St. Luke’s has a history and a legend. The legend is more interesting than the history and may be nearly as accurate. The legend has St. Luke’s built on land donated by the railroad (true) and with funds won at a poker game hosted by Lottie Deno, a famous early personality of some reputation, not entirely wholesome (likely at least partially true). Doc Holliday was reputedly one of the poker players (unverifiable). Lottie Deno also reputedly made or donated an altar covering which 21st Century efforts to identify and locate have proven futile. The plans for the original sanctuary were those of a train depot (most likely true). The basic structure is very similar to but smaller than that of the Church of the Good Shepherd in Silver City, about an hour northwest of Deming. The end result was the dark wood interior that in the unbiased opinion of the current vicar is one of the most beautiful in the nation, though more than matched by the beauty of its people.
St. Luke’s began as a mission in 1884 when Reverend Watt, nephew of Bishop Dunlop, held regular services from then until January 1886. Then followed a period of irregular services in Deming and Silver City. Bishop Kendrick reorganized the mission and called it a church, appointing an executive committee of Judge Warren Bristol, who was the warden and members Washington, Shepard, Marshall and McKeyes. In May 1889, Reverend Edward Cross was appointed to minister in Deming and Silver City and maintained homes each village.
Under Reverend Cross, preparations were made for building Deming's first Episcopal Church and the original building remains Deming’s oldest church building. The structure was completed in the summer of 1890 and consecrated by Bishop Kendrick on December 20, 1891. The church celebrated its one hundredth anniversary in December of 1991. The consecration sermon was given by Rev Cross, followed by Andrew Dunham, a lay candidate for holy Orders, who was later appointed by the bishop to take charge of the mission.
The mission was without a pastor in 1892 and a new mission committee was appointed headed by the bishop. Intermittent services were held until W. K. Lloyd, a former missionary in the Diocese of Algoma, Canada, was appointed by the bishop. He held his first service on October 23, 1892. During Rev Lloyd’s tenure, the congregation purchased a bell weighing 375 pounds. This required a bell tower to be built in the front of the church to support it. The bell was first rung on Christmas Day in 1892, believed to be the first church bell in New Mexico.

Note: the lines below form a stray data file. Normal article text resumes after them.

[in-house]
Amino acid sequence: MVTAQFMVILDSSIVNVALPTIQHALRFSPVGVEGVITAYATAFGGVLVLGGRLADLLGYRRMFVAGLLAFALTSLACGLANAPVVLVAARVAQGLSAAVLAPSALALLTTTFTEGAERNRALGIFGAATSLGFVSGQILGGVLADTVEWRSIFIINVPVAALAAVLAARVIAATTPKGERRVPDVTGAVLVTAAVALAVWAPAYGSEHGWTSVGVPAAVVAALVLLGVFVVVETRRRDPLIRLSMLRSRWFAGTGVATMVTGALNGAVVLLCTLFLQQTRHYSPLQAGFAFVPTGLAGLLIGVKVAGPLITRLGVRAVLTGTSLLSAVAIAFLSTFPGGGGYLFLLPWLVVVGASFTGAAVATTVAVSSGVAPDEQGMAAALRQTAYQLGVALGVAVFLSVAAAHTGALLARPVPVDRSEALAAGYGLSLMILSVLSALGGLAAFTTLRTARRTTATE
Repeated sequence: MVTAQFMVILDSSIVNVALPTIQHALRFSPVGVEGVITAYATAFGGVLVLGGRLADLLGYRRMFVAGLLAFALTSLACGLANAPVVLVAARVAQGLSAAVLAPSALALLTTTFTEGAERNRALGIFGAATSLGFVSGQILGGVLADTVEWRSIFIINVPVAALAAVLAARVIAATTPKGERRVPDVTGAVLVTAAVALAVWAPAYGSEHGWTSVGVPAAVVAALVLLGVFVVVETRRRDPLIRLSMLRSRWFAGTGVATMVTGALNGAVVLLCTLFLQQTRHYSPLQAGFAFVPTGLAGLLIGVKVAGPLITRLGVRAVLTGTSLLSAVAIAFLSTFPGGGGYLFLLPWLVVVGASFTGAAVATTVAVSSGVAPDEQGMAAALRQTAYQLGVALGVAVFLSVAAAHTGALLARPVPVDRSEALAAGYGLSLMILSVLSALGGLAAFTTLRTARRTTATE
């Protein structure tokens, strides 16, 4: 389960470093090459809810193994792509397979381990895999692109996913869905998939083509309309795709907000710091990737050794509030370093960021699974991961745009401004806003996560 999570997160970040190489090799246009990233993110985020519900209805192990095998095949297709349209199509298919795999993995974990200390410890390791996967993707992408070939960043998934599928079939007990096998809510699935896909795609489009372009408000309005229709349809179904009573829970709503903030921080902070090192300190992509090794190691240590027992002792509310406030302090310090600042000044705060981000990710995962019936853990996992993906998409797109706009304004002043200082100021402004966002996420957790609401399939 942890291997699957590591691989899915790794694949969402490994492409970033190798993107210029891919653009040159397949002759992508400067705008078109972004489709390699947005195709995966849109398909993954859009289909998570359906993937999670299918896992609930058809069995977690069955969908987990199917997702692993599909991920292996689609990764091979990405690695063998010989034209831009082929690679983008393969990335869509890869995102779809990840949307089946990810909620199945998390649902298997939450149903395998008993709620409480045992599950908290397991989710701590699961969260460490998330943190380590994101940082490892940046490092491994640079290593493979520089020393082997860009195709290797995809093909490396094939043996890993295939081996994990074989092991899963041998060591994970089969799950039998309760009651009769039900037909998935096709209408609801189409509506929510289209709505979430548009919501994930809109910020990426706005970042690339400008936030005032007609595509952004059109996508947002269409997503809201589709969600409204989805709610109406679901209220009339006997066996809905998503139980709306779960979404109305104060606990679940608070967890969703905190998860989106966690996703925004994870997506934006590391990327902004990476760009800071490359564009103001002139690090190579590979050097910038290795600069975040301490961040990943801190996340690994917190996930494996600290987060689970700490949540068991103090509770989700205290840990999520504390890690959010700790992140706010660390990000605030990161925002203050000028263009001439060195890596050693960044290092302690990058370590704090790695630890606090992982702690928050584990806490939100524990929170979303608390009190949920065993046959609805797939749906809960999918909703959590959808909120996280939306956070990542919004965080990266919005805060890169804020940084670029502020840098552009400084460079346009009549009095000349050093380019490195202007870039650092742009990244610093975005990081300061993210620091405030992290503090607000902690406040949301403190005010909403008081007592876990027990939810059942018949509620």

_The tribulations of the early country ministry were documented in old parish registers. Rev Lloyd who also ministered to Hillsboro, endured stagecoach journeys there accompanied by crates of live hens, feed bags, and other merchandise along with the passengers. In May 1893 he lured a “Boy’s Brigade” into Sunday School classes, postponing an onset of juvenile delinquency. And starting in July 1893 the church closed for services because of excessive heat of 110 degree temperatures. During the six week closure, Rev Lloyd received $50 compensation in lieu of his normal salary.
In December of 1894, the ladies of St. Luke’s sponsored a concert at the Opera House to pay for the bell tower. At that time, Ethelbert Andres, a candidate for Holy Orders was appointed the new minister. At the time of World War I, the congregation was greatly expanded by soldiers from Camp Cody, and the church building was lengthened to double its capacity.
The first couple married in the church were Miss Fannie Ross and Mr George Miles on June 12, 1893. The first baptisms and confirmations were held in February 1890. Among those confirmed were the mother of Judge A. W. Marshall, Mrs Alice Smith for whom Smith School was named, and Mrs. George Shepard who managed the local Harvey House for many years. The first Sunday school was organized very early in the church’s history.
The parish hall attached to the church was built in 1956, under the leadership of the Women’s Auxiliary, choir, youth group, and the church school. Included were Mr. and Mrs. A. W. Marshall, Mr. and Mrs. John Hough, Mrs. James P. Byrne, Mrs. Karl Tillman, Misses Olive Whitehill and Marian Argall, Messrs Glenn Moses, Tom Oshel, Gene Todd, R. D. Wasdin, Jack Wells, and Ray Wilder.
For 60 years in the earlier history of the church there was no resident clergy and services were conducted by lay readers and visiting preachers. In the more recent history of the church, from October of 1999, when the Vicar, Rev Tommy Means, left until September of 2009, when Don Heacox became Deacon Pastor upon his ordination, the church relied on supply priests and lay leaders, including Don Heacox, who served as Lay Vicar from the beginning of 2004. Don Heacox became vicar upon his ordination to the priesthood in St. Luke’s on March 30, 2010.
Sunday - Communion
Wednesday - Morning Prayer